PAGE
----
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New study shows number of fish rises rapidly in waters where pollution is reduced

A new research brought to light that if mercury pollution is reduced, their concentration in fishes like pike also comes down (Pic. Courtesy Twitter/@fisheriesaqua)

In what can be described as an optimistic and positive finding, scientists in a new study have gathered that the population of fish can stage a fast comeback if pollution due to mercury is stopped in their ecosystem. This has been reported in New Scientist as per an article in smithsonianmag.com.

In a study which spanned across 15 years, scientists in Canada measured the effects of mercury pollution on a lake and also on those living in it. They allowed mercury into this lake — which is experimental and kept separate purely for research — for the initial seven years. This was done by adding mercury into the water or at the upland areas where it would get washed into the lake. The next eight years were used to check how the ecosystem made a recovery.

Pollution due to mercury is a perpetual problem and the finding about the quick comeback of fish numbers is good news for groups that depend on fisheries.

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When the mercury reaches the water, it is converted into a more lethal form called methylmercury by microorganism. After the passage of three years when the scientists had stopped the addition of mercury, it was found that the methylmercury concentration in the water dropped by 81 per cent. At the end of the 15 years, the concentration in fishes came down. It dropped by 38 per cent in lake whitefish, 76 per cent in pike and 85 per cent in small fish, according to a report in Popular Science.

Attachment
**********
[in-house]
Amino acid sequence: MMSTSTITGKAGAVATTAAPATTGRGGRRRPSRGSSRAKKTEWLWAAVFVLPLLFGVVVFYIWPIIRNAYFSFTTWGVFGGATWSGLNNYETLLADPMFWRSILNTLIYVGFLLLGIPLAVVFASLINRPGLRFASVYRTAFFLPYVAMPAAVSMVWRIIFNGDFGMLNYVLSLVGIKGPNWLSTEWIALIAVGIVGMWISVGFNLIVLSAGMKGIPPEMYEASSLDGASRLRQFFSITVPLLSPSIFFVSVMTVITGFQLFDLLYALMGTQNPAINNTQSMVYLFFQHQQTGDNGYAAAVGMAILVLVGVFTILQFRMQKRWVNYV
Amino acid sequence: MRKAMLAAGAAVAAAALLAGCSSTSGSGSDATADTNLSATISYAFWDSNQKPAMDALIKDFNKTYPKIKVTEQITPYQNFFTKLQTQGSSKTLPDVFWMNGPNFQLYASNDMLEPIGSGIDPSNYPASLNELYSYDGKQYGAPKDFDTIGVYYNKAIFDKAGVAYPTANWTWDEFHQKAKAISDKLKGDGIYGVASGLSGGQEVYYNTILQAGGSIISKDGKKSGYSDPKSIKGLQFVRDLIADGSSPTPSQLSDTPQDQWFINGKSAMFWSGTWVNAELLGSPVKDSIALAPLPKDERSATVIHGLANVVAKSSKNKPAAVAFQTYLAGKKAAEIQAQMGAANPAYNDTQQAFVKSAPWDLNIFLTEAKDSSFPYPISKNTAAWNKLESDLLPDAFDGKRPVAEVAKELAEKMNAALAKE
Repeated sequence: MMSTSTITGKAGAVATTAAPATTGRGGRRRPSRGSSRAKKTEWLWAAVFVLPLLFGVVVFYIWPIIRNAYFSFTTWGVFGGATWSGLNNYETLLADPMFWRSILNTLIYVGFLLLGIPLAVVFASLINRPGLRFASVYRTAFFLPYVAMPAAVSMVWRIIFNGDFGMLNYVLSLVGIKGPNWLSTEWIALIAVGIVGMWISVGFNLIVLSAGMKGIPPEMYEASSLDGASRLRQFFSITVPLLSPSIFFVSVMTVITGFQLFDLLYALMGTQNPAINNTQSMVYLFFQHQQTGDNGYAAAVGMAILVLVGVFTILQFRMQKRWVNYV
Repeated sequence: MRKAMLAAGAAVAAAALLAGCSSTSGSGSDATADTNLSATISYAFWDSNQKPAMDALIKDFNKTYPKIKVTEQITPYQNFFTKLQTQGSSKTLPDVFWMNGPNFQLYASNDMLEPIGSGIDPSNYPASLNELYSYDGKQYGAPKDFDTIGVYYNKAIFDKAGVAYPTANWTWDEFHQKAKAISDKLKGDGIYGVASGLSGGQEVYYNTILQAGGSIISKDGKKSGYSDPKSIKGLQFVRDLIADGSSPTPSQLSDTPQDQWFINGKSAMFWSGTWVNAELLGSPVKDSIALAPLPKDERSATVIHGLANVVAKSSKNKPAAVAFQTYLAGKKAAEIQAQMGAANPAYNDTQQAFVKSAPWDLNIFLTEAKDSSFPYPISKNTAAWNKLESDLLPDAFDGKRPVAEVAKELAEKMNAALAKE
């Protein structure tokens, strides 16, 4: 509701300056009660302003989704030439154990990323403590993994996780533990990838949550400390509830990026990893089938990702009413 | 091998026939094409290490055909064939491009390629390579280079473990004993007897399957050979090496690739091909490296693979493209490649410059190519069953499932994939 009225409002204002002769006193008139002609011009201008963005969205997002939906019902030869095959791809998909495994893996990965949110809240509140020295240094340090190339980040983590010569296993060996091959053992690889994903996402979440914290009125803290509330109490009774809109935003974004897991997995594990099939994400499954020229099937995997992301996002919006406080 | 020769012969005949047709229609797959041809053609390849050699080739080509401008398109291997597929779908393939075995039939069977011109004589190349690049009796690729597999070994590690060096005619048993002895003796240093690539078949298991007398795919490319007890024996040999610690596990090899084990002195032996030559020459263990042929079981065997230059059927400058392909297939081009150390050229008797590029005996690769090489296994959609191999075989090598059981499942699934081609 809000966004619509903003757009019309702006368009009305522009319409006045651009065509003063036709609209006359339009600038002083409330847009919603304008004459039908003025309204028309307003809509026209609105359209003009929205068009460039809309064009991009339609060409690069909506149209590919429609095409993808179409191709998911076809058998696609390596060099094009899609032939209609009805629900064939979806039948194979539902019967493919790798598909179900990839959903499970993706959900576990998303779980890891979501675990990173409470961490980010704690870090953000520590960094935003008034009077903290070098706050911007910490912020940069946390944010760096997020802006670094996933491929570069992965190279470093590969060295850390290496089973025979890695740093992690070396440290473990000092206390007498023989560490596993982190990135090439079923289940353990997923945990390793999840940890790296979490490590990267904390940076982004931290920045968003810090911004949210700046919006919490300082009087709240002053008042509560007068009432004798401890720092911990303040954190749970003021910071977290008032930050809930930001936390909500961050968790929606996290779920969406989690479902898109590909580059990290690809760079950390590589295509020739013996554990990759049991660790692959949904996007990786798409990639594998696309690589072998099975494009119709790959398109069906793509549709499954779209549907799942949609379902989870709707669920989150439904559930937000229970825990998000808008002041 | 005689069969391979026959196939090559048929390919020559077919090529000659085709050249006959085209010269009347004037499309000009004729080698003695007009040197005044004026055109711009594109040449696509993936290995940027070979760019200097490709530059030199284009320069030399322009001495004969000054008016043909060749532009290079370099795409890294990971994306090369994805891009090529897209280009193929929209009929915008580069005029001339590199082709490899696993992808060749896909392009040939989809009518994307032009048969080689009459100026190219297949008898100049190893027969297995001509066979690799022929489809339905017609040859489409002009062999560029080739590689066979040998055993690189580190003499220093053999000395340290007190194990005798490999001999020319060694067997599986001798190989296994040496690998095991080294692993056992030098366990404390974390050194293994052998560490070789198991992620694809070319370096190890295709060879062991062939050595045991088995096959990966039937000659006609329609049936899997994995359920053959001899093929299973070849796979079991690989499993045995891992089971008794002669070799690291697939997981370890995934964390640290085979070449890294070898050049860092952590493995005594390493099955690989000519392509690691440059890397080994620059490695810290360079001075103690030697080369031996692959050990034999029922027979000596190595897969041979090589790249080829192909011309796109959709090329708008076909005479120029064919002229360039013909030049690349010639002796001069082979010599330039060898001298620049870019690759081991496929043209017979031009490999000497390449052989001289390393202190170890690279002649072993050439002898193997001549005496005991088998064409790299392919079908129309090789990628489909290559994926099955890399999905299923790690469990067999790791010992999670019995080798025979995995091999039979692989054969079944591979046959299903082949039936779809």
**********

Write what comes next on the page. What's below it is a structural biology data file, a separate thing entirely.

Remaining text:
The findings have been published in the journal Nature recently.

The lead author Paul Blanchfield, talking to New Scientist remarked: "I can’t imagine a much faster recovery.” He is a research scientist at Fisheries and Oceans Canada.

While the chemical element Mercury occurs naturally in the Earth, human activities like mining of gold and fossil fuel burning has increased mercury pollution in the planet. On reaching water, and getting transformed into methylmercury, it can lead to build up in creatures like shellfish, fish and in turn in those beings who eat these organisms, including human beings.

The Environmental Protection Agency informs that almost everyone in the planet has some traces of methylmercury in their body.

Sharing details, Blanchfield said: "[Methylmercury] tends to increase with every step in the food chain. The fish at the top of the food chain are the ones we humans eat, and they have the highest concentrations of methylmercury—often up to a million times higher than in [the surrounding] water."

On examining the samples of tissues, the researchers found that there was not much change in the individual fish’s mercury levels. Blanchfield told Popular Science: “However, when we looked at the entire population, we saw that it was declining quite rapidly.”

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The proof gathered from the study points that the young fish led the recovery. The predatory pikes topped the concentration of mercury when the scientists stopped adding mercury, however, at the population level, their concentrations came down two times faster than those of other large fish, the whitefish. The reasoning for this difference probably is due to the fact that pike reproduce faster and don’t live long as compared to the whitefish, hence the build-up of methylmercury was not much in young pike, according to New Scientist.

In a Press release, the study’s co-author, Brian Branfireun remarked: "These scientific advances will allow policymakers, resource managers and communities dependent on subsistence fishing to make better lake-specific predictions about the magnitude and timing of mercury reductions.”

Branfireun is an environmental scientist at Western University in Canada.